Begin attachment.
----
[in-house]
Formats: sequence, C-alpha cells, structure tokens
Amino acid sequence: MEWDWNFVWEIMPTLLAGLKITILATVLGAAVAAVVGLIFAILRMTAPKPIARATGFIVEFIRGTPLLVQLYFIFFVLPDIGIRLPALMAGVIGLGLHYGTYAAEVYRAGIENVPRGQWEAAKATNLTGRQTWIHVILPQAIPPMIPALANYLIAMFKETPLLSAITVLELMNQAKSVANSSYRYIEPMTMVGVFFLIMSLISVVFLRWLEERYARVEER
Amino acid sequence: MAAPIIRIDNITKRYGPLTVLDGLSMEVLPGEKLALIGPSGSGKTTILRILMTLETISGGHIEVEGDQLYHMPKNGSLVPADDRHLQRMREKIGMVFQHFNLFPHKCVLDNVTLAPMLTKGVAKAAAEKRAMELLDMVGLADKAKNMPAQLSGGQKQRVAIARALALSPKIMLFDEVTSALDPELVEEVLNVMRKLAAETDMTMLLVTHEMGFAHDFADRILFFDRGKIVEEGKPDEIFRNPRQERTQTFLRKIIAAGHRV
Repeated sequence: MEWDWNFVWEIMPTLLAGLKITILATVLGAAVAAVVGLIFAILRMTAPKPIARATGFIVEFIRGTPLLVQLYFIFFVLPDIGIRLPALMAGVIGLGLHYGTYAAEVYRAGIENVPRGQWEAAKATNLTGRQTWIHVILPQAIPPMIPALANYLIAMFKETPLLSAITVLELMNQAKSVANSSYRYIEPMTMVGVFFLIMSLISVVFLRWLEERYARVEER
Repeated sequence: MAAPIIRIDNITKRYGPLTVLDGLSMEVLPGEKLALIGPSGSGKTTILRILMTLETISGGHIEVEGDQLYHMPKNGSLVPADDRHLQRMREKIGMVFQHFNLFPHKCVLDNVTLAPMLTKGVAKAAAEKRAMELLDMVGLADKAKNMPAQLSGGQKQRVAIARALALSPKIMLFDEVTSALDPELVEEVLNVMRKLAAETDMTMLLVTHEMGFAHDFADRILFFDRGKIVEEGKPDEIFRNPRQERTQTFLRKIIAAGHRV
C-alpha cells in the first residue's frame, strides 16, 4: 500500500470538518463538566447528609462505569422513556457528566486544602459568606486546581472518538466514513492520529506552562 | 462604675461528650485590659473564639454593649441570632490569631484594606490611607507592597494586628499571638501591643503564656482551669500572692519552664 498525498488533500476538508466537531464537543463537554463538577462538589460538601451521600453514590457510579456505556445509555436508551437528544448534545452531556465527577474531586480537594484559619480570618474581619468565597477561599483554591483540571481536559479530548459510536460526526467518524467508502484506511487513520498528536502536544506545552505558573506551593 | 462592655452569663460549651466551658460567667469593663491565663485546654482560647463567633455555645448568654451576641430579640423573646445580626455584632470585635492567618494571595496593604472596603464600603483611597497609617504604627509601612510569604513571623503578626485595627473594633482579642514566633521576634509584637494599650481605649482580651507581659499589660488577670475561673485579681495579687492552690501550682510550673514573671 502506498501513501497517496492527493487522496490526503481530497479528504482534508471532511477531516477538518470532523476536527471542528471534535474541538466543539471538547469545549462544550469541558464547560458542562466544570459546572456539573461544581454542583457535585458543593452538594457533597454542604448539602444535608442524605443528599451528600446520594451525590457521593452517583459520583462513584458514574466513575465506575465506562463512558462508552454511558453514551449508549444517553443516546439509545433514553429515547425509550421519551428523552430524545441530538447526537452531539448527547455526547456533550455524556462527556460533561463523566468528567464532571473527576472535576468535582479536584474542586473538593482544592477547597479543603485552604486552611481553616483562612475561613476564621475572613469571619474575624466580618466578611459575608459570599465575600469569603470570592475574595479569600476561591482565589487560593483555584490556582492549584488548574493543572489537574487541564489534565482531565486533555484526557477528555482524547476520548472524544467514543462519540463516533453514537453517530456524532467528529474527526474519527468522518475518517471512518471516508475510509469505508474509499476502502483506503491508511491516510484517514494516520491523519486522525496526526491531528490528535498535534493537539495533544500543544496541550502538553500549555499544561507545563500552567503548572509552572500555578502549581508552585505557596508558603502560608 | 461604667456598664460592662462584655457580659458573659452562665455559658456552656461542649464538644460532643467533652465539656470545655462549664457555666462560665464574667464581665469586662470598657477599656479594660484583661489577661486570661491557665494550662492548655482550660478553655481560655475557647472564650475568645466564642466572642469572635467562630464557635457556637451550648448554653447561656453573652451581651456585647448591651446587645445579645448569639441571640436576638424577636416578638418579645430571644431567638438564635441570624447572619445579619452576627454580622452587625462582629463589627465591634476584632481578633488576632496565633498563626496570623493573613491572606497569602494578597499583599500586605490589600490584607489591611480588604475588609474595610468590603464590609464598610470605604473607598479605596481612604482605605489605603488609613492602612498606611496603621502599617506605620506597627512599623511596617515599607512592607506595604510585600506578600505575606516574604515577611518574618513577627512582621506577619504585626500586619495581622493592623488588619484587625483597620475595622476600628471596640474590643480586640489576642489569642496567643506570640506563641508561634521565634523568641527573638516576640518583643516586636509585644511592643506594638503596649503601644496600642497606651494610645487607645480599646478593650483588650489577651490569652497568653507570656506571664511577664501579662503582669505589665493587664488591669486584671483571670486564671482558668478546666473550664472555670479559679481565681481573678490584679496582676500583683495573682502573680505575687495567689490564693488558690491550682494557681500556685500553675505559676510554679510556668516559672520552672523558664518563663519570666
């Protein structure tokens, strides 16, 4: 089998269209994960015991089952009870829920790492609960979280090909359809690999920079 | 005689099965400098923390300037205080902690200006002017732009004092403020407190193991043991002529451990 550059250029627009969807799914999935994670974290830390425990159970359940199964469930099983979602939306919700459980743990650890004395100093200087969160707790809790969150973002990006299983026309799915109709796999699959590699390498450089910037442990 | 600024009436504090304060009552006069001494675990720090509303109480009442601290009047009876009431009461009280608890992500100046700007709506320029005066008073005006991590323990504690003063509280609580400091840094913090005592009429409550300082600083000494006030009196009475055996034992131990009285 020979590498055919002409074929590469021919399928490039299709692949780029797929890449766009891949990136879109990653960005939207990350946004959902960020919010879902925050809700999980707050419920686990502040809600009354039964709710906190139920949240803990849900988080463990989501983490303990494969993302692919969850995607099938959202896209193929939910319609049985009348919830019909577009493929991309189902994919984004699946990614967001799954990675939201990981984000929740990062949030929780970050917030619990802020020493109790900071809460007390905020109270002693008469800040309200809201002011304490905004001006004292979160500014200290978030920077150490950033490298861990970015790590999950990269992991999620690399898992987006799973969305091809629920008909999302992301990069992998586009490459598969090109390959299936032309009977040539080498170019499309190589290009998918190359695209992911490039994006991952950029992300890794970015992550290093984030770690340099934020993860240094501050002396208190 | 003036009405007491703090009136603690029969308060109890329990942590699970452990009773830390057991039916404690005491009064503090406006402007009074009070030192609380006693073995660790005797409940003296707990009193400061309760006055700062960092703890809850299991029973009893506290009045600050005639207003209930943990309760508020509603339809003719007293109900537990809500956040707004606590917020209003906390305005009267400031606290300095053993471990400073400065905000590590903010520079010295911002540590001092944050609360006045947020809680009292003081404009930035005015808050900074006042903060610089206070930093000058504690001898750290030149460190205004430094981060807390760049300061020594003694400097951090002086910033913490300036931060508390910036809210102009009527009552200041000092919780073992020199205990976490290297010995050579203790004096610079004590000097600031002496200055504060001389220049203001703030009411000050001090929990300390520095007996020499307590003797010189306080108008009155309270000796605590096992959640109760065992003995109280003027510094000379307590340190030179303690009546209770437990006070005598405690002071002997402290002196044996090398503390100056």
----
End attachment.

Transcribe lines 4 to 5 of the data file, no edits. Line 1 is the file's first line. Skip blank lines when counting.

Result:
Amino acid sequence: MAAPIIRIDNITKRYGPLTVLDGLSMEVLPGEKLALIGPSGSGKTTILRILMTLETISGGHIEVEGDQLYHMPKNGSLVPADDRHLQRMREKIGMVFQHFNLFPHKCVLDNVTLAPMLTKGVAKAAAEKRAMELLDMVGLADKAKNMPAQLSGGQKQRVAIARALALSPKIMLFDEVTSALDPELVEEVLNVMRKLAAETDMTMLLVTHEMGFAHDFADRILFFDRGKIVEEGKPDEIFRNPRQERTQTFLRKIIAAGHRV
Repeated sequence: MEWDWNFVWEIMPTLLAGLKITILATVLGAAVAAVVGLIFAILRMTAPKPIARATGFIVEFIRGTPLLVQLYFIFFVLPDIGIRLPALMAGVIGLGLHYGTYAAEVYRAGIENVPRGQWEAAKATNLTGRQTWIHVILPQAIPPMIPALANYLIAMFKETPLLSAITVLELMNQAKSVANSSYRYIEPMTMVGVFFLIMSLISVVFLRWLEERYARVEER